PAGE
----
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The Strathprints institutional repository is a digital archive of University of Strathclyde's Open Access research outputs. Strathprints provides access to thousands of Open Access research papers by University of Strathclyde researchers, including by researchers from the Department of Computer & Information Sciences involved in mathematically structured programming, similarity and metric search, computer security, software systems, combinatronics and digital health.

The Department also includes the iSchool Research Group, which performs leading research into socio-technical phenomena and topics such as information retrieval and information seeking behaviour.

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New anthracene derivatives – structure elucidation and antimicrobial activity

Debbab, Abdessamad and Aly, Amal H. and Edrada-Ebel, Ruangelie and Wray, Victor and Pretsch, Alexander and Pescitelli, Gennaro and Kurtan, Tibor and Proksch, Peter (2012) New anthracene derivatives – structure elucidation and antimicrobial activity. European Journal of Organic Chemistry, 2012. pp. 1351-1359. ISSN 1434-193X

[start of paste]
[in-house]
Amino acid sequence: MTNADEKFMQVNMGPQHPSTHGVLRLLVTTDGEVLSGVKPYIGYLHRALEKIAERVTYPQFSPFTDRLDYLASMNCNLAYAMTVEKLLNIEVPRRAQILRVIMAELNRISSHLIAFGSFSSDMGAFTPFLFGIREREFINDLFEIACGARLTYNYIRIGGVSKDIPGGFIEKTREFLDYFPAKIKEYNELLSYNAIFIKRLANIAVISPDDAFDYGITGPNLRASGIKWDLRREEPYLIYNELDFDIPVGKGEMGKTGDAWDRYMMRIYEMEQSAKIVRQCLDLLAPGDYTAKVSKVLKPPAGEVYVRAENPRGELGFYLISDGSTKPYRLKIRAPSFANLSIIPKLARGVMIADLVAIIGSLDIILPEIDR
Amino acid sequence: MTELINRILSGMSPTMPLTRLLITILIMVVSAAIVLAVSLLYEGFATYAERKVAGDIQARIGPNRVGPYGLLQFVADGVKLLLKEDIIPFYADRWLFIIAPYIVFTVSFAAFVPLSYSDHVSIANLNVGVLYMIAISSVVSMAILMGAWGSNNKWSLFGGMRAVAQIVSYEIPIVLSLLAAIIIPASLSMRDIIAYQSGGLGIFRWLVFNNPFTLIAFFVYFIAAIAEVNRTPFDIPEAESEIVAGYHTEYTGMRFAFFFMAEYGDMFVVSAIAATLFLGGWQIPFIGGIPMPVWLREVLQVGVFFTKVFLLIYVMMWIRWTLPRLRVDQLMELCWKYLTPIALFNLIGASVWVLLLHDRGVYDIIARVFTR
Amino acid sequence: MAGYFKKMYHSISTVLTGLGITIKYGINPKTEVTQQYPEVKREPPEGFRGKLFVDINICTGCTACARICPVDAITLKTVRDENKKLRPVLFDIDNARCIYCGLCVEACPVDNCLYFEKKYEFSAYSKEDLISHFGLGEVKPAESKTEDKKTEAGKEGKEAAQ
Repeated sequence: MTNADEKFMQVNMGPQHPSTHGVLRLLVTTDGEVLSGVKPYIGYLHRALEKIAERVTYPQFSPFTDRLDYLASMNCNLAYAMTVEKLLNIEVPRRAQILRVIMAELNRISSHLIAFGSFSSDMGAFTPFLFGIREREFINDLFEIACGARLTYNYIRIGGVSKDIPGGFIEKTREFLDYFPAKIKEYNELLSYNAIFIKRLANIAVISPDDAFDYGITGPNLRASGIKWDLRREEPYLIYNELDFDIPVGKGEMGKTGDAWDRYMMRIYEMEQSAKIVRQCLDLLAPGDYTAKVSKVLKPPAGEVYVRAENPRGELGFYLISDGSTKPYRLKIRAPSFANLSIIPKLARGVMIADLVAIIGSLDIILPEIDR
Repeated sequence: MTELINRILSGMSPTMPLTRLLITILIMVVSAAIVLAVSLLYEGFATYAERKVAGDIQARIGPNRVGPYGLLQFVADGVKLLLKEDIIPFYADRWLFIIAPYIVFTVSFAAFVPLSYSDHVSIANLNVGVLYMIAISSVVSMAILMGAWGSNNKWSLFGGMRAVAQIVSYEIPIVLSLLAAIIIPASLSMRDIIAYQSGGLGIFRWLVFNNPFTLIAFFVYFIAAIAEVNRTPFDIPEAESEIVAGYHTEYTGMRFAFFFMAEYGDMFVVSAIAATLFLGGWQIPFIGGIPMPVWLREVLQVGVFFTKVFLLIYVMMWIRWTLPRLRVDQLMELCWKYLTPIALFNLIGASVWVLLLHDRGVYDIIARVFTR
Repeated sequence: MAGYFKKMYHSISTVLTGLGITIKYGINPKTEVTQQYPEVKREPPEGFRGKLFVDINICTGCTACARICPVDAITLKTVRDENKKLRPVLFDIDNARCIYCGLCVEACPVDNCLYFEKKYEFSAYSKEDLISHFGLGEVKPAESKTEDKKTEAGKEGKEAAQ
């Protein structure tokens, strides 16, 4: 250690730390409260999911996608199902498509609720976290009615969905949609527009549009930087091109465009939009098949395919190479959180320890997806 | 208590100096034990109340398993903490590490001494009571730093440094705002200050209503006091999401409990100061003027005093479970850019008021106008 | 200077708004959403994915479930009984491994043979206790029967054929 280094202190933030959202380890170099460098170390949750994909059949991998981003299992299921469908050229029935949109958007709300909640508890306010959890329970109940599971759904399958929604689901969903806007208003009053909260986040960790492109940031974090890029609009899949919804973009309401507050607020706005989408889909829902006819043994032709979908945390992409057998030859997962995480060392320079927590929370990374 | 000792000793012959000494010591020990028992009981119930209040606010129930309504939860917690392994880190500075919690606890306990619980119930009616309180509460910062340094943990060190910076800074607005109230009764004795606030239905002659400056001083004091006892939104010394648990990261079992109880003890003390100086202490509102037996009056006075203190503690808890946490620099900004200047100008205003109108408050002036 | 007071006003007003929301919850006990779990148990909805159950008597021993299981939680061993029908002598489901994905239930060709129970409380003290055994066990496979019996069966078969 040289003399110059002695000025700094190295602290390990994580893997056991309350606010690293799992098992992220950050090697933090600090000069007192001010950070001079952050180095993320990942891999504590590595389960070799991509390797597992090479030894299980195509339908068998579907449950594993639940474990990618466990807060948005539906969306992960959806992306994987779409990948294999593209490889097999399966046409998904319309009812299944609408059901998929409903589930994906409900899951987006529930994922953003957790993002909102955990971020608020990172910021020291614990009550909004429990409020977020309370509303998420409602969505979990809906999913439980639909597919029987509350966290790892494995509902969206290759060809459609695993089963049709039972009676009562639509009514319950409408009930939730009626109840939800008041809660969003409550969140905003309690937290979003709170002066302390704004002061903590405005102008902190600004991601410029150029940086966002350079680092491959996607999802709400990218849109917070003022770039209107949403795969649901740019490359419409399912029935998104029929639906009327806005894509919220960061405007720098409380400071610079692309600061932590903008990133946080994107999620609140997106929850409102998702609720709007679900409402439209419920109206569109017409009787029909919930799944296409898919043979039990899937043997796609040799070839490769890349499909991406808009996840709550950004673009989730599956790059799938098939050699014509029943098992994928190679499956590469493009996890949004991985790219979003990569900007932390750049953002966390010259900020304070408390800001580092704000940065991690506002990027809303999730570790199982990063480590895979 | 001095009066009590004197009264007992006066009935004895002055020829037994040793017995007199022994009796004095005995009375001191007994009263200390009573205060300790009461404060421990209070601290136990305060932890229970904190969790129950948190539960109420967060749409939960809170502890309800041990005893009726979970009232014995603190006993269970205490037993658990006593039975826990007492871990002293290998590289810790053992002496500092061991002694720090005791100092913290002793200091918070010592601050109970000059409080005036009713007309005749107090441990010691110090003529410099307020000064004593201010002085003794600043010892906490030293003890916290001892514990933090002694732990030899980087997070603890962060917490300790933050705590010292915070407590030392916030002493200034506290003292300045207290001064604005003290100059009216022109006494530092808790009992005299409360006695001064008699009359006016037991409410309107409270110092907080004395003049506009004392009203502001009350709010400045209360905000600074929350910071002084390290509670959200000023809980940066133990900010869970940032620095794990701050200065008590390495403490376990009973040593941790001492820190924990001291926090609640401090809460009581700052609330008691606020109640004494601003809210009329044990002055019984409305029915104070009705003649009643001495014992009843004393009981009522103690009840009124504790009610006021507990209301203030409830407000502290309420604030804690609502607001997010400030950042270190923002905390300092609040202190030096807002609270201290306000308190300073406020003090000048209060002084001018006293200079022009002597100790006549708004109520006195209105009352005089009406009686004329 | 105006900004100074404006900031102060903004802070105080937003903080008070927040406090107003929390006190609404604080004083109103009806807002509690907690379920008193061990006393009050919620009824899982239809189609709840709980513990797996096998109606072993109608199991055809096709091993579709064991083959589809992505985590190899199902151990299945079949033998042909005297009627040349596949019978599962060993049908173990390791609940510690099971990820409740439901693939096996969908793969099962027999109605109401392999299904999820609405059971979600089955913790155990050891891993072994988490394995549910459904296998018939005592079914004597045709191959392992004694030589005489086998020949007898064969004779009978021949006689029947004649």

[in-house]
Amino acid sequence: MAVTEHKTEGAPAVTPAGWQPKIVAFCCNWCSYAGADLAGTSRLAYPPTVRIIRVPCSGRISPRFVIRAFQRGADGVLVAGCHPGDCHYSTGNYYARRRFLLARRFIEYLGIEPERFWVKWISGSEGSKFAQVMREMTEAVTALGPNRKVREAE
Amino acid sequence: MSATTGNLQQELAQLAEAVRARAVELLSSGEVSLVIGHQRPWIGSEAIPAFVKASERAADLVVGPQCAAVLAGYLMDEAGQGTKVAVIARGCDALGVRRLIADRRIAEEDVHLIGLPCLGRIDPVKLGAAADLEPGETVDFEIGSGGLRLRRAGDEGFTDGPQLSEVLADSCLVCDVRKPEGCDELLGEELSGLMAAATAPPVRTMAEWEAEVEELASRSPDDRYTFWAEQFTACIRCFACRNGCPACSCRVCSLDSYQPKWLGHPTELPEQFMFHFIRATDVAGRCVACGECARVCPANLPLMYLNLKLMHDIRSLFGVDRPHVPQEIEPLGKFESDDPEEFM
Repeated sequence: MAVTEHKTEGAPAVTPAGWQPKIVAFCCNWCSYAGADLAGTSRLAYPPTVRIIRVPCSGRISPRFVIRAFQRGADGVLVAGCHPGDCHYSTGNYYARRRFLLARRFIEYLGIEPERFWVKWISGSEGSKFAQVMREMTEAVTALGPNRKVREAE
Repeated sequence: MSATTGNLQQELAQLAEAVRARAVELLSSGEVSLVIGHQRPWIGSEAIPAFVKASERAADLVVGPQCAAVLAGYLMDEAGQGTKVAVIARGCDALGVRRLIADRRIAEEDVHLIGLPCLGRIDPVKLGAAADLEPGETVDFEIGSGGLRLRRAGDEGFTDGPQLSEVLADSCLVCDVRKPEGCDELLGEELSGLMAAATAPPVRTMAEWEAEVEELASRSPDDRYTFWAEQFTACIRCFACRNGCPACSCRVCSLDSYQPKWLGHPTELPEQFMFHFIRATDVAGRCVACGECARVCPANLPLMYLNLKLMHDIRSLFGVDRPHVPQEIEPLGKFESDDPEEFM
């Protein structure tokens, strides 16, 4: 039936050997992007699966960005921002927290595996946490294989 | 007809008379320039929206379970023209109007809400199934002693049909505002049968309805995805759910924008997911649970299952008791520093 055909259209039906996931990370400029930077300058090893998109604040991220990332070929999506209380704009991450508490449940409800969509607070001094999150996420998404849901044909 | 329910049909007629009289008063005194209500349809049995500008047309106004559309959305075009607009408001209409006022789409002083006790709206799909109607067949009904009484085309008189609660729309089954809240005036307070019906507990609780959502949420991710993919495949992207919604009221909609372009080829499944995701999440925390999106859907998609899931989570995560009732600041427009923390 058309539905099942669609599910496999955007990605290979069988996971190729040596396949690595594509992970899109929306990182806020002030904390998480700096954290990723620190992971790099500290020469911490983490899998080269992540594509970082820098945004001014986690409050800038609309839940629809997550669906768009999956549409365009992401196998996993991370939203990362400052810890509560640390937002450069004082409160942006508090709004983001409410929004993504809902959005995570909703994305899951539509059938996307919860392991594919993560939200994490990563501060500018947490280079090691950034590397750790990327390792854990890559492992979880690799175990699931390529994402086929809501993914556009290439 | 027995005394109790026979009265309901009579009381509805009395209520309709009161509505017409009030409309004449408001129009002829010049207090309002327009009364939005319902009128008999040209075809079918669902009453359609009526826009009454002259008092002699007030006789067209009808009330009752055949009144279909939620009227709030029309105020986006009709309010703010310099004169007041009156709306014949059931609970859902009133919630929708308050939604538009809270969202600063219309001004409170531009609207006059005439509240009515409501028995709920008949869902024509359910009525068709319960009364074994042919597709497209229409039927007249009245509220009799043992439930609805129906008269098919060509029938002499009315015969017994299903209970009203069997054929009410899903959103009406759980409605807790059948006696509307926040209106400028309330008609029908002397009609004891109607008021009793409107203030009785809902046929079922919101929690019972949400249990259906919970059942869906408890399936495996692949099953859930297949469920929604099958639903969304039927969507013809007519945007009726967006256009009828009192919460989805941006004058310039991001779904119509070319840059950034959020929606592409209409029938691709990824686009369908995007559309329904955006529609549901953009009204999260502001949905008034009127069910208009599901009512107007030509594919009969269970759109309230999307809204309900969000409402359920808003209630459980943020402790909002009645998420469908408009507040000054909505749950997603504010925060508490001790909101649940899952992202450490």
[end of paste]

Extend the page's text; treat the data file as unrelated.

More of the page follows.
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Abstract

Three new anthracene derivatives, which include tetrahydroanthraquinone 1 and two tetrahydroanthraquinone heterodimers 2 and 3, were isolated from Stemphylium globuliferum, together with four known metabolites 4–7. Detailed analysis of the spectroscopic data allowed the unambiguous determination of the structures of 1 and 2 and a revision of the structure of alterporriol C and its atropisomer. Furthermore, alterporriol G, previously obtained as part of a mixture, was isolated in its pure form for the first time and its structure was also revised. The absolute configurations of 1, 2 and 3 were assigned by calculation of their CD spectra, which also allowed the configurational assignment of altersolanol A and the determination of the axial chirality of alterporriols D and E. All isolated compounds were analysed for their antimicrobial and cytotoxic activities. Compounds 1 and 5 inhibited the growth of most pathogenic microorganisms tested, whereas 2, 6 and 7 showed selective inhibition of bacteria but were inactive against fungi.